the sky floor

3 Things We Have Learned from Struggling Businesses

May 28, 2015

In our experience marketing for businesses, clients have asked us to help bail out their struggling companies and help them return to their heyday. We have learned many lessons through these experiences; here are the top 3 things these experiences taught us.

1. Know your business model. 

Without exception, each business that has approached us because they suffered declining revenues did not realize they had fundamentally changed their business model over the years. 

If you accidentally stumble into your business model, you can as quickly swap it without understanding the impact it will have. For example, if you rely on live events to sell your product and inspire word of mouth, reducing your number of appearances per year will likely reduce your sales. If you rely on significant ad spending on TV, switching to all internet marketing may save you money. Still, it will also vastly change your target audience (statistically, from an older audience to a younger audience).

Lesson: Plan your business model before you launch. If you are already in business, determine and codify what is working. Then, when you make changes, you can measure and understand what is happening. 

2. Conserving your resources feels smart but isn’t.

Most small to medium businesses start to cut capital expenditures as soon as they notice a decrease in revenue. Just as schools cut arts programs first, companies tend to reduce marketing costs. It is lesson #1’s companion; they don’t know what marketing efforts are working and which are not, so they make the wrong cuts.

You may want to increase, not decrease, spending soon after business slows. When you react early, it is more comfortable, and merely being proactive makes a difference.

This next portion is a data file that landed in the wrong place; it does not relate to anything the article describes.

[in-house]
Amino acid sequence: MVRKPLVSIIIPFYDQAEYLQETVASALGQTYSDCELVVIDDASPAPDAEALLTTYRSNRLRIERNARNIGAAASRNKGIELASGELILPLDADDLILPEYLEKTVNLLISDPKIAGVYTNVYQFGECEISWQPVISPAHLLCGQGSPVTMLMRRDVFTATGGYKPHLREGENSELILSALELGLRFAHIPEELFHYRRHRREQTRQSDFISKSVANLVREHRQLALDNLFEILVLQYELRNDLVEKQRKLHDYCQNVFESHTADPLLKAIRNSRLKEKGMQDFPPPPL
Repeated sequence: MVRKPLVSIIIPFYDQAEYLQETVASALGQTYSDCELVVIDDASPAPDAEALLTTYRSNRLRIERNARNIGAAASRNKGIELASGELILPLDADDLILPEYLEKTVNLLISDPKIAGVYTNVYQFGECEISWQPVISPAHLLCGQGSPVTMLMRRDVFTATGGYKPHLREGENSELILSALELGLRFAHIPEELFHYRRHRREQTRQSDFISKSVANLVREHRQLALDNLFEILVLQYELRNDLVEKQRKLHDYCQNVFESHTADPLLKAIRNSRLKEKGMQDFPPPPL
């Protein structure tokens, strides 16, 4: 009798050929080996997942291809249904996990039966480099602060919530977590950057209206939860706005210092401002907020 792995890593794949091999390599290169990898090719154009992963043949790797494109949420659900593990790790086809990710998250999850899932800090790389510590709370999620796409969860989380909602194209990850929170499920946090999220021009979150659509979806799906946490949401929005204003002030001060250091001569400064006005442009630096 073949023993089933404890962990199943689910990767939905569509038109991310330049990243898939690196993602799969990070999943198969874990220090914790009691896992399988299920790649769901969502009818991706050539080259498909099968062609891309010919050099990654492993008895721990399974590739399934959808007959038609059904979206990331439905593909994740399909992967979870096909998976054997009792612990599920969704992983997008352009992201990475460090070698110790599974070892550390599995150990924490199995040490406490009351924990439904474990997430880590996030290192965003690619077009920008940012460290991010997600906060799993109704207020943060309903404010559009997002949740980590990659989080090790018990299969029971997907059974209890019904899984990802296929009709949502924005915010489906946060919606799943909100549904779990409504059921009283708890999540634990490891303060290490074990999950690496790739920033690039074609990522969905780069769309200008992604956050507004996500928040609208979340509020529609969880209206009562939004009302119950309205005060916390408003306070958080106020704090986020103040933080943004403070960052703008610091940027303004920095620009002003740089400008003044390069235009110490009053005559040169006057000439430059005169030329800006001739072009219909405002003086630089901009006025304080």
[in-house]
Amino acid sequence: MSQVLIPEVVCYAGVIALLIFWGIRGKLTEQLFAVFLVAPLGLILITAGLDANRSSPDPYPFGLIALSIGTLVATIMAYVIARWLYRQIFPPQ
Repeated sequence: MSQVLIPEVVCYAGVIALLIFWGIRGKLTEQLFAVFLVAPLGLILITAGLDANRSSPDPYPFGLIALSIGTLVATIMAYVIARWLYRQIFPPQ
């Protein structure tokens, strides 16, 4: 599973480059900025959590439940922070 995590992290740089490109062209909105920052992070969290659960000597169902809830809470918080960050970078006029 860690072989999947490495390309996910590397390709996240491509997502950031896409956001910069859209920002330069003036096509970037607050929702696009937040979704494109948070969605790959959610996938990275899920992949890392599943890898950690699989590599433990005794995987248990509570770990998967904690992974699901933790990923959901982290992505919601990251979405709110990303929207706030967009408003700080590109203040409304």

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Where to put your money? The investment will differ per industry, but there are some basics. 

  • Keep your team happy and motivated. 
  • Focus on customer-first service (not necessarily customer is always right). 
  • Put good money supporting the message of why you make a better mousetrap or how you are better at helping people use it (new website, new content, video, a new way to connect to customers or service your product). 
  • Build credibility. 
  • Tell your story and make people care.


  1. Go down swinging.
  2. Measure results judiciously so you can conserve in the right places, but give good ideas time to work.
  3. Think about marketing what sets you and your product apart. 

3. You Don’t Need to be King! 

If what you’re doing isn’t working, listen to outside help. It’s incredible how frequently, in declining businesses, the decision-makers keep their crown securely on their heads (and, more accurately, a scepter in their hands). If they take outside advice, they put their spin on the fundamental elements of the decisions. The problem is that for change to occur, something has to change. Not groundbreaking, but true. 

If you are a decision maker (or the crowned ruler), and your business and revenues are down, let someone else wear it for a season. Choose someone or assemble a team you trust and give them space to make waves. You don’t have much to lose; it will not be forever, and you will likely learn a lot in the process.

Lesson: Pass your authority to others when more of the same cannot help turn your business around. Don’t be afraid to try this as a technique to transition from one stage of your business to another, even if times are not desperate.